The reason I am asking this is I am a pretty big rider who carries cargo sometimes. Let us say close to three hundred pounds all told. The streets where I live are terrible with many pot holes. There are also a lot of construction sites that will be there for the next few years. I got nine flats in one month/150 kilometers. They are not pinch flats. All are at the exact center of the outside of the tube. They are not always in the same spot either. Only once have I seen any debris embedded in the tire and I didn't think it was responsible for the flat. They are the stock tires from when I bought the bike a 2017 Norco Yorkville. I would just bite the bullet and buy great tires like schwalbes but could really use the funds elsewhere on the bike. I forgot to mention. The tires are inflated to 75 P.S.I. close to the 80 max.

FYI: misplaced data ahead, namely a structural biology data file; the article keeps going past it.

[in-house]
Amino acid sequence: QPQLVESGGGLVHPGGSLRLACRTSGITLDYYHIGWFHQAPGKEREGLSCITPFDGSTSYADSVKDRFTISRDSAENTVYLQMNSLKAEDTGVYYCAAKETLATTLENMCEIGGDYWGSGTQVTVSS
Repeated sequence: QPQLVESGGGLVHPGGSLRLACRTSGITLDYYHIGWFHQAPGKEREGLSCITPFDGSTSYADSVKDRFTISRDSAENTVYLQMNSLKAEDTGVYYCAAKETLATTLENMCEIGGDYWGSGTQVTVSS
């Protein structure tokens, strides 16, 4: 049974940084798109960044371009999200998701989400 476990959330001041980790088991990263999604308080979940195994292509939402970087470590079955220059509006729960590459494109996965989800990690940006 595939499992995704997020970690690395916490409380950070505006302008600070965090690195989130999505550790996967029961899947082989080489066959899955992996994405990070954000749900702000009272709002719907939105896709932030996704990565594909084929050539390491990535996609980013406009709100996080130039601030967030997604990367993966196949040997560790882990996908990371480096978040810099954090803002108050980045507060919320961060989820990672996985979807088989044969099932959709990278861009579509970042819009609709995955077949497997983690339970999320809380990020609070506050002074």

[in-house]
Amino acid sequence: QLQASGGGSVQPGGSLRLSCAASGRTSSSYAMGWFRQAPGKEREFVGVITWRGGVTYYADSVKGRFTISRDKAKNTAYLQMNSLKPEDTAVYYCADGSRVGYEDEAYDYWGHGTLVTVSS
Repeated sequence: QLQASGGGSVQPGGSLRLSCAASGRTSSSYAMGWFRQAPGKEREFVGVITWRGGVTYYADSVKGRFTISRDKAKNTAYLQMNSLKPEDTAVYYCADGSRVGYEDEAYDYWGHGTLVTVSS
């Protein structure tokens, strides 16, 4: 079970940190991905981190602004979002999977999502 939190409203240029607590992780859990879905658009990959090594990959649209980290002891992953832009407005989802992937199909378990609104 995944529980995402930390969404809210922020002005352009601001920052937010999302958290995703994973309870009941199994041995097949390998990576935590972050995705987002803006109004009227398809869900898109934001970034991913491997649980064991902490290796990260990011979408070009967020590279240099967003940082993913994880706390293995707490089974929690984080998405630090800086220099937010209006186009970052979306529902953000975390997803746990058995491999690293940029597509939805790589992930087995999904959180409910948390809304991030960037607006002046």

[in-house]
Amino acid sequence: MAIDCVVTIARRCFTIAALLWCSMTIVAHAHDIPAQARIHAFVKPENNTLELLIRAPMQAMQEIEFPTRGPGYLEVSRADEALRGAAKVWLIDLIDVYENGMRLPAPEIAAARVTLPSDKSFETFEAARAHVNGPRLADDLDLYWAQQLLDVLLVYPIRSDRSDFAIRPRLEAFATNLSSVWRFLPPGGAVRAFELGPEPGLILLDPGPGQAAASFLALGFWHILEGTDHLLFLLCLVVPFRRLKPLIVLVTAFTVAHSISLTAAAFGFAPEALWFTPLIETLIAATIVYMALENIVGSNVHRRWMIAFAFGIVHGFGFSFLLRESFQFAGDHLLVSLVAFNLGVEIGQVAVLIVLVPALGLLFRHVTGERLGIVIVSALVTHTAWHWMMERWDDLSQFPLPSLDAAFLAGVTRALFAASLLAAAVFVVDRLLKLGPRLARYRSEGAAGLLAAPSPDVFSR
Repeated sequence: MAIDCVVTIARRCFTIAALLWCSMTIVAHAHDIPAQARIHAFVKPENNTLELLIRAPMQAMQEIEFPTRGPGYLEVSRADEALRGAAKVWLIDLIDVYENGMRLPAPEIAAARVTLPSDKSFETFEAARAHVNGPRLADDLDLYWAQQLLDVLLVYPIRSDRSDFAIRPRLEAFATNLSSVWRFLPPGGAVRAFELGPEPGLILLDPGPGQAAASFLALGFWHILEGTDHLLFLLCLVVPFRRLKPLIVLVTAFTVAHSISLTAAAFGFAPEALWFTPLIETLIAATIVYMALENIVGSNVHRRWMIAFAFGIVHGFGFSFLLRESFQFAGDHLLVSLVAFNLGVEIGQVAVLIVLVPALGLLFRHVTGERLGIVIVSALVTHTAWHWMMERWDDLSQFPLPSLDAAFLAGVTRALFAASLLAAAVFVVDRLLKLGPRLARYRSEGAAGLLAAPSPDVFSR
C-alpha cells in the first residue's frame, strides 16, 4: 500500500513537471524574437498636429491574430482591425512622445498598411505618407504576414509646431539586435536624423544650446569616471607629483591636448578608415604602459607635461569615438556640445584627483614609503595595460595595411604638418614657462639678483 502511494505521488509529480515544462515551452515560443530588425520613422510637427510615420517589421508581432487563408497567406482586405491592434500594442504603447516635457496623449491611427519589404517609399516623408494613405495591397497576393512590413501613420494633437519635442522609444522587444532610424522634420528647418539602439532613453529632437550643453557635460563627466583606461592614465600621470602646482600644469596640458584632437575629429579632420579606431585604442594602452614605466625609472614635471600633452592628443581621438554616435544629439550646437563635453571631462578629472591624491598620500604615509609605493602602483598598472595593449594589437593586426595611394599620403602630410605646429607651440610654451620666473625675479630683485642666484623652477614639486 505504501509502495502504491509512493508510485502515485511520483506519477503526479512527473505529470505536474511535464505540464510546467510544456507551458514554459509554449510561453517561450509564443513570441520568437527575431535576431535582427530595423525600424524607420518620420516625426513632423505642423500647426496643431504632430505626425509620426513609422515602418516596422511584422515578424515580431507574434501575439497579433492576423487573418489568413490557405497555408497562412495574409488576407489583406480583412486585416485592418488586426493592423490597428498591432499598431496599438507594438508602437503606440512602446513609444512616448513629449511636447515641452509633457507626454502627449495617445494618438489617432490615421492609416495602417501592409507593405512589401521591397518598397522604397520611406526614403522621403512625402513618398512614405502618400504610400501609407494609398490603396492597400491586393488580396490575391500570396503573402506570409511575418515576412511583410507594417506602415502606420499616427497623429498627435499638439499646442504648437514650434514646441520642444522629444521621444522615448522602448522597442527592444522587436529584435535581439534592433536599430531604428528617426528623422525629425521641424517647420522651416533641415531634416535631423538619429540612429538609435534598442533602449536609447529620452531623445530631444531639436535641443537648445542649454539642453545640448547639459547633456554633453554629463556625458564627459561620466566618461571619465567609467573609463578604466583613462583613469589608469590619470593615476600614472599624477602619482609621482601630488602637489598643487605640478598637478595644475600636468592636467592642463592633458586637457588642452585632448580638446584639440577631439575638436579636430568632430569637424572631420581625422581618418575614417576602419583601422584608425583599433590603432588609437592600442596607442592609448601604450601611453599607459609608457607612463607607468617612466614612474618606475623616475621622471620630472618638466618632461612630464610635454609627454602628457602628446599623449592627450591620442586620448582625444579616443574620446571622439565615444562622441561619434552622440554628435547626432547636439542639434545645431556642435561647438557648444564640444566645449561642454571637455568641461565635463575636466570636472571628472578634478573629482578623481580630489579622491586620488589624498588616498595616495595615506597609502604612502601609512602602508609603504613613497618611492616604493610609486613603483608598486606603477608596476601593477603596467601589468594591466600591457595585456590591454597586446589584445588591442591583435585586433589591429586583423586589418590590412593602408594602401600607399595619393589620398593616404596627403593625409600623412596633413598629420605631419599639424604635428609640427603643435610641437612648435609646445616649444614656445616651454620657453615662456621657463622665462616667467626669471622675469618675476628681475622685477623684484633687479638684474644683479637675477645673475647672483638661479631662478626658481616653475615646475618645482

Exact center of the outside of the tube (and no debris) indicates a pinch flat. Why do you assert not a pinch flat?
My experience with tire liners is they abrade the tube. I would wear out a tube a year riding about 500 miles.
Puncture resistance tires work better for me.
Why you are not seeing debris in the tire is a mystery to me.
You might also try tubes with sealant for small punctures.
Tire liners have an economy/cost upside because they're indefinitely reusable and don't cost all that much to start with, and the thick commonly seen ones (Stuffy, Rhinodillo, others) do they do their job very well. They block common intruders like glass, road debris, and thorns very effectively. They have the downside of a rolling resistance hit, making you a little less efficient on the bike.
Many riders just don't care about or notice that downside, and have an easy time riding and forgetting. Shorter distance rides in an urban environment tend to push one in that direction. Liners can make a lot of sense for that rider. Others are more bothered by it, and lighter armored tires become more attractive.